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Tuesday, September 02, 2014 Vol. 78 No. 5


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Preventing Tip Abortion
| Dr. Roger C. Styer
  
>> Published Date: 1/31/2014
 
Now that many greenhouse growers are knee-deep with sticking cuttings and managing propagation so they can get great liners to transplant, it’s time to focus on a common problem I see, especially in northern locations. I’m referring to tip abortion on calibrachoa and petunia cuttings specifically, although other cuttings could suffer the same problem. This problem shows up when cuttings are being rooted under very low-light conditions, high humidity from misting, little dehumidification, and maybe, cooler-than-desired growing temperatures. 

Symptoms on calibrachoa and petunia cuttings during propagation include growing tip abortion, strapped or twisted new leaves, stunted growth and poor rooting. There may or may not be lateral branching evident after the terminal growing tip aborts. In some cases, it even looks like the cuttings were pinched, but weren’t (Figures 1 and 2). Liners showing these conditions won’t grow out very well after transplanting and may even die out (Figure 3).

The causes of these symptoms could be due to calcium or boron deficiency, aggravated by environmental conditions (Figure 4). Calcium is needed for cell walls, cell division and cell elongation. Calcium isn’t mobile within the plant; therefore, calcium deficiency will first show up at the top of the plant. Boron is also needed for cell walls, as well as sugar transport and carbohydrate synthesis within the plant. Boron is also not mobile within the plant and will show up at the top of the plant. One method to differentiate between calcium and boron deficiency is that cuttings exhibiting calcium deficiency don’t form lateral growing tips after the primary growing tip aborts, whereas cuttings with boron deficiency show lots of short laterals after the main tip aborts (Figure 5). These laterals may also abort if boron continues to be deficient.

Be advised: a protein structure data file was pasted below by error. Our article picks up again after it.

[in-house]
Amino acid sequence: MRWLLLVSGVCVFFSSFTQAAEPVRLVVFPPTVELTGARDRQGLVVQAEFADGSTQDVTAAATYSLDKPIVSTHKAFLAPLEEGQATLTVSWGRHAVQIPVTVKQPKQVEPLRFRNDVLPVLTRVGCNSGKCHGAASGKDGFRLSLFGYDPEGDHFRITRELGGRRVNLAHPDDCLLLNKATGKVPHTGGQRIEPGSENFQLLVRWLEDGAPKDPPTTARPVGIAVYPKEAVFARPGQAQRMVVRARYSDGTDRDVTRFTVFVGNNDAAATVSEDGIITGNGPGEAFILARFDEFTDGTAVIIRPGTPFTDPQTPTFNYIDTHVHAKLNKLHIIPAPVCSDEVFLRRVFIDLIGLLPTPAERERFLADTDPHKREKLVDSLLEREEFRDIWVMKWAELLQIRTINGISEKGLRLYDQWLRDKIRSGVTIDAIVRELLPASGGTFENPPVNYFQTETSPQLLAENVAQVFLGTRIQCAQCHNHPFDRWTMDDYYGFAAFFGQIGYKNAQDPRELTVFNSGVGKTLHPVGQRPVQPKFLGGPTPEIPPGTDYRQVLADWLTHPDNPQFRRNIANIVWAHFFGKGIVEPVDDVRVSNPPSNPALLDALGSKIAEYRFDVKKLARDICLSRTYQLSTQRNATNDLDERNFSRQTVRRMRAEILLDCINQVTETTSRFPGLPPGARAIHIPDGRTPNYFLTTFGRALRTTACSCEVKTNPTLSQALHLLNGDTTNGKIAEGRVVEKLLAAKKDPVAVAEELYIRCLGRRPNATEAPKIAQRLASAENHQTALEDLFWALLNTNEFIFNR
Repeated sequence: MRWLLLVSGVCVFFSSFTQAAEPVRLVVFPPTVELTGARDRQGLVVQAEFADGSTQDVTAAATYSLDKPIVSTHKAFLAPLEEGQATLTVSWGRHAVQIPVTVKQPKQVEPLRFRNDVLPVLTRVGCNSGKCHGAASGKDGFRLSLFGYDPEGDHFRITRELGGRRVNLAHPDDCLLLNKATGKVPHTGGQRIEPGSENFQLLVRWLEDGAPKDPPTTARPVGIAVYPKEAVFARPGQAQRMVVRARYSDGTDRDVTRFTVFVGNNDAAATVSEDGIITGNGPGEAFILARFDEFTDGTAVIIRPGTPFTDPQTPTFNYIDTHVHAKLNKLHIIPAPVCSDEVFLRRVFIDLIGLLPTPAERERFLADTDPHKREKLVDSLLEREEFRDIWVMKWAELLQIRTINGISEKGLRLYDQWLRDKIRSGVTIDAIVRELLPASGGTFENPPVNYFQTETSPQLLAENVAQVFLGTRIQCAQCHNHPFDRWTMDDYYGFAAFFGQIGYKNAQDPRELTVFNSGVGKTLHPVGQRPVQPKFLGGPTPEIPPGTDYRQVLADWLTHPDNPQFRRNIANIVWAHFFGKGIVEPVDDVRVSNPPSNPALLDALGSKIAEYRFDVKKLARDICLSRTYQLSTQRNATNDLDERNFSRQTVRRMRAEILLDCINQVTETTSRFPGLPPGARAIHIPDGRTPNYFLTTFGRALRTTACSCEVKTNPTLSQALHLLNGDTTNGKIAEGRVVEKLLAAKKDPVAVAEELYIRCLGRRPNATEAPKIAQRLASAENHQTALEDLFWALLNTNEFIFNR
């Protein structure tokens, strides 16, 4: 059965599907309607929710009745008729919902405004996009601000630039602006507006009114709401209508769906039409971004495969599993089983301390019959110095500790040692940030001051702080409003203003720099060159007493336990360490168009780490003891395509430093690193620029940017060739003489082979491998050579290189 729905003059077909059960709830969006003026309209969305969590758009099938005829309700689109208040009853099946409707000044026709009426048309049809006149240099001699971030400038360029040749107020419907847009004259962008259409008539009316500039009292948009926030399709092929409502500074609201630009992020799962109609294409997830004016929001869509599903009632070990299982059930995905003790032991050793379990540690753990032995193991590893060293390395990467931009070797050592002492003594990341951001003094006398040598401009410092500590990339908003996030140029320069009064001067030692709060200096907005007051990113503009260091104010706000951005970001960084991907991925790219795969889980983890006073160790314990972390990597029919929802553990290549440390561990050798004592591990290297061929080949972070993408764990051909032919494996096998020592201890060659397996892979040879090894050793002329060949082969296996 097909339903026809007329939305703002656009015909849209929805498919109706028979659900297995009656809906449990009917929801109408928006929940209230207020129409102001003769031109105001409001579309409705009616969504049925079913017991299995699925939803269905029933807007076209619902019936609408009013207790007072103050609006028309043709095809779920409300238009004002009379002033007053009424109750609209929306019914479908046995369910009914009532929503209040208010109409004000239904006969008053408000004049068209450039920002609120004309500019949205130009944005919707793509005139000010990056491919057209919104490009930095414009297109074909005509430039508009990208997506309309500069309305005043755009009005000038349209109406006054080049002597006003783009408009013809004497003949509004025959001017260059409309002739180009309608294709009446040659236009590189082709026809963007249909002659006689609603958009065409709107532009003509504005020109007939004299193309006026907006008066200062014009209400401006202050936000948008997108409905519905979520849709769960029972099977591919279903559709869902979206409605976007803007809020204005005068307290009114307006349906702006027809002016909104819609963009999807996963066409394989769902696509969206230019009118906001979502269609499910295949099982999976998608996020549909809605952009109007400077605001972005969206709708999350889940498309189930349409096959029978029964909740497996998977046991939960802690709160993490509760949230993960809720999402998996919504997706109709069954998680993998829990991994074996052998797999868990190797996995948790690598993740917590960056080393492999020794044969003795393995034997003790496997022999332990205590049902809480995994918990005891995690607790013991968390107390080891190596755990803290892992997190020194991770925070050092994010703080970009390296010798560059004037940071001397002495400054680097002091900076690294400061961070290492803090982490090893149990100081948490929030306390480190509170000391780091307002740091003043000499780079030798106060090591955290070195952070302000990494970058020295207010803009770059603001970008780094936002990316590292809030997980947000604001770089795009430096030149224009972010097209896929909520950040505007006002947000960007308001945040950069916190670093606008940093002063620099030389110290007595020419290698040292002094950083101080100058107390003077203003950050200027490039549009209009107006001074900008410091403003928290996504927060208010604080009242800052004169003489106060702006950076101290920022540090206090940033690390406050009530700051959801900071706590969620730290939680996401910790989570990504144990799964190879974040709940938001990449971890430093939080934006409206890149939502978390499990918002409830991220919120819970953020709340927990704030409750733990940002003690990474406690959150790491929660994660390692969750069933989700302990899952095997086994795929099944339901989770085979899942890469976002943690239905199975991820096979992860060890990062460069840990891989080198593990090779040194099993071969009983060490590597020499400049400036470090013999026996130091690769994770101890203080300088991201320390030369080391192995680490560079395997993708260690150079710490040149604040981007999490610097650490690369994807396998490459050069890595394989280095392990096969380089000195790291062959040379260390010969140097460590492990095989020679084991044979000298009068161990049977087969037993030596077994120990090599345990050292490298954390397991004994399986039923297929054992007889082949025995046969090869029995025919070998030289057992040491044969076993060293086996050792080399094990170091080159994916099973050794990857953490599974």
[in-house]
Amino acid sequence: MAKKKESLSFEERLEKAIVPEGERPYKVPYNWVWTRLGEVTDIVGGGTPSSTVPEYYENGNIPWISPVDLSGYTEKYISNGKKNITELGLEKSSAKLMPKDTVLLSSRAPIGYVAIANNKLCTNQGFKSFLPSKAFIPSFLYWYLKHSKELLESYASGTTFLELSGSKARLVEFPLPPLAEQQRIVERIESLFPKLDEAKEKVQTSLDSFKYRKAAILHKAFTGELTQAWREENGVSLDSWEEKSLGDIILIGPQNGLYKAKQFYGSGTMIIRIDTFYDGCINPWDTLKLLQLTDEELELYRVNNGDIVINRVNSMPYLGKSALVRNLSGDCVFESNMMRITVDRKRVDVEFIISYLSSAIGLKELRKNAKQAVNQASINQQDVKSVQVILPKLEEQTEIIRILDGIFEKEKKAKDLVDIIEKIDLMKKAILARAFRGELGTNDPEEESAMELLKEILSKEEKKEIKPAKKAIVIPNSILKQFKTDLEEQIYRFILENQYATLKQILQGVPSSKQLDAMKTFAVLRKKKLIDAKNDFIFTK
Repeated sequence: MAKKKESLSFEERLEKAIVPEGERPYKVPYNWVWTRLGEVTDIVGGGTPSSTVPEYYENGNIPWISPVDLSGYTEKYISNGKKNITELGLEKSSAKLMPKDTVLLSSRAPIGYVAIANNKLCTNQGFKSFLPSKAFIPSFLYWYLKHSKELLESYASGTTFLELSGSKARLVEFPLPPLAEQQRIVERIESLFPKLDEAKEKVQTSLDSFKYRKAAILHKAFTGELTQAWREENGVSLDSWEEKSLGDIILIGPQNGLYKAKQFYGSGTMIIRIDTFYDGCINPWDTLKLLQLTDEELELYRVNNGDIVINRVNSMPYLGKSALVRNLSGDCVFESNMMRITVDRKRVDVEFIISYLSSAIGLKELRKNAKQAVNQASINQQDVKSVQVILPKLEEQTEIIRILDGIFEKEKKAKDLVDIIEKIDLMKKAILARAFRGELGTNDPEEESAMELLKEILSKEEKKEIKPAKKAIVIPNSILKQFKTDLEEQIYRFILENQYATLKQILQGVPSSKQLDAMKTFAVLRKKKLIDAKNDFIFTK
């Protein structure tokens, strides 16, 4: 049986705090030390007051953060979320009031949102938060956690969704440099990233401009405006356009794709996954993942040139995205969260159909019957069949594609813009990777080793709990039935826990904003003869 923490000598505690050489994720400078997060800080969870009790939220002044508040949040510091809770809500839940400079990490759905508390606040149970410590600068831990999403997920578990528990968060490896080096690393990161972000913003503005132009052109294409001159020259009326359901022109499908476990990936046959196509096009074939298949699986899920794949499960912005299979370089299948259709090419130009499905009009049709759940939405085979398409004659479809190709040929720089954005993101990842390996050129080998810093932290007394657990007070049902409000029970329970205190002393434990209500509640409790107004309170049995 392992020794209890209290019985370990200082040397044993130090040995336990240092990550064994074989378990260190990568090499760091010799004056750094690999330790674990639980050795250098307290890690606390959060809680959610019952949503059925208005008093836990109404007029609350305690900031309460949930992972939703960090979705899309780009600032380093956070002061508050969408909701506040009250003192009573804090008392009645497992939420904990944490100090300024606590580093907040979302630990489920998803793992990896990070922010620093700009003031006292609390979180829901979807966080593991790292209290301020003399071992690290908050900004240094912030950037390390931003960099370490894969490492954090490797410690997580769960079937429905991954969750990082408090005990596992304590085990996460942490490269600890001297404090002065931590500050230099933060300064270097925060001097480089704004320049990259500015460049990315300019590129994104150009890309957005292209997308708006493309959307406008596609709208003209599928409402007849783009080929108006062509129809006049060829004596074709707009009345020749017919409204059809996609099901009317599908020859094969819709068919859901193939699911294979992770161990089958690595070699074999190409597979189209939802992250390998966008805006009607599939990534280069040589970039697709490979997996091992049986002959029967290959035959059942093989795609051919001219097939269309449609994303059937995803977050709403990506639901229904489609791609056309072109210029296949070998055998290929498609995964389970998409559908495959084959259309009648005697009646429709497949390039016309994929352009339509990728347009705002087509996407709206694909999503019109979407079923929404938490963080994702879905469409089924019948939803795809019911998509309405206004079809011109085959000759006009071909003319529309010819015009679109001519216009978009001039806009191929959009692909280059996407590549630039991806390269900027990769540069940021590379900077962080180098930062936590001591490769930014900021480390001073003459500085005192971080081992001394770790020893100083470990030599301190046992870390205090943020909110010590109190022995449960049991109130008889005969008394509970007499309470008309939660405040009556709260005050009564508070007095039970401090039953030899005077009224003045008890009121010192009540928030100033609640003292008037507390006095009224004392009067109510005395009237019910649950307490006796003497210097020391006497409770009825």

Calcium and boron are both taken up passively by the plant roots. With passive uptake, both these nutrients only move into the plant along with water. Roots only take up water when the rest of the plant loses water through transpiration (the loss of water through the leaves to the atmosphere). So, active water movement through the plant is required to drive uptake of both of these nutrients. When the weather is cool and cloudy, transpiration is greatly reduced, as are water flow and uptake of calcium and boron. Imagine how much transpiration is reduced when you have five days in a row of rainy, cool weather, along with short day lengths. Sounds like weather conditions in much of the Northern U.S. and Canada during January through early March. 

Other factors besides high humidity and low light that can reduce transpiration rates, water uptake, and therefore, uptake of calcium and boron, include high salt levels in growing media (high EC), overwatering or underwatering, cool root zone temperatures and root tip damage due to fungus gnats or root rot diseases.